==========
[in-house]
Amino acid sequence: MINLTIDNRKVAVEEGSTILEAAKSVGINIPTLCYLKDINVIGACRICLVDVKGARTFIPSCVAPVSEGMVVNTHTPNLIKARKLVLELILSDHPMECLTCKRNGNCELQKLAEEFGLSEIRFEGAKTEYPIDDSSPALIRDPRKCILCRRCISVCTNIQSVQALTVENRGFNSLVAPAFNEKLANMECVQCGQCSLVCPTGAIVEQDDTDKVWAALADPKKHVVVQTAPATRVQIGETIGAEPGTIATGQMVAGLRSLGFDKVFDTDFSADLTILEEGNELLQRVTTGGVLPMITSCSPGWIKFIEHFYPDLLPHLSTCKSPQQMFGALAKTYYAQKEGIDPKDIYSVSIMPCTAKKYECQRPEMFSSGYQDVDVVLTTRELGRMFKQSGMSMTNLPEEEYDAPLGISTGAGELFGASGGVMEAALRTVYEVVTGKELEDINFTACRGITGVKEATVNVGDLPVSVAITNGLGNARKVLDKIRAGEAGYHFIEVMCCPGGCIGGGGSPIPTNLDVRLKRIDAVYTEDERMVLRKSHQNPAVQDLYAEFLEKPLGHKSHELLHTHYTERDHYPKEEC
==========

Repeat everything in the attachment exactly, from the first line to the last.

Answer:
[in-house]
Amino acid sequence: MINLTIDNRKVAVEEGSTILEAAKSVGINIPTLCYLKDINVIGACRICLVDVKGARTFIPSCVAPVSEGMVVNTHTPNLIKARKLVLELILSDHPMECLTCKRNGNCELQKLAEEFGLSEIRFEGAKTEYPIDDSSPALIRDPRKCILCRRCISVCTNIQSVQALTVENRGFNSLVAPAFNEKLANMECVQCGQCSLVCPTGAIVEQDDTDKVWAALADPKKHVVVQTAPATRVQIGETIGAEPGTIATGQMVAGLRSLGFDKVFDTDFSADLTILEEGNELLQRVTTGGVLPMITSCSPGWIKFIEHFYPDLLPHLSTCKSPQQMFGALAKTYYAQKEGIDPKDIYSVSIMPCTAKKYECQRPEMFSSGYQDVDVVLTTRELGRMFKQSGMSMTNLPEEEYDAPLGISTGAGELFGASGGVMEAALRTVYEVVTGKELEDINFTACRGITGVKEATVNVGDLPVSVAITNGLGNARKVLDKIRAGEAGYHFIEVMCCPGGCIGGGGSPIPTNLDVRLKRIDAVYTEDERMVLRKSHQNPAVQDLYAEFLEKPLGHKSHELLHTHYTERDHYPKEEC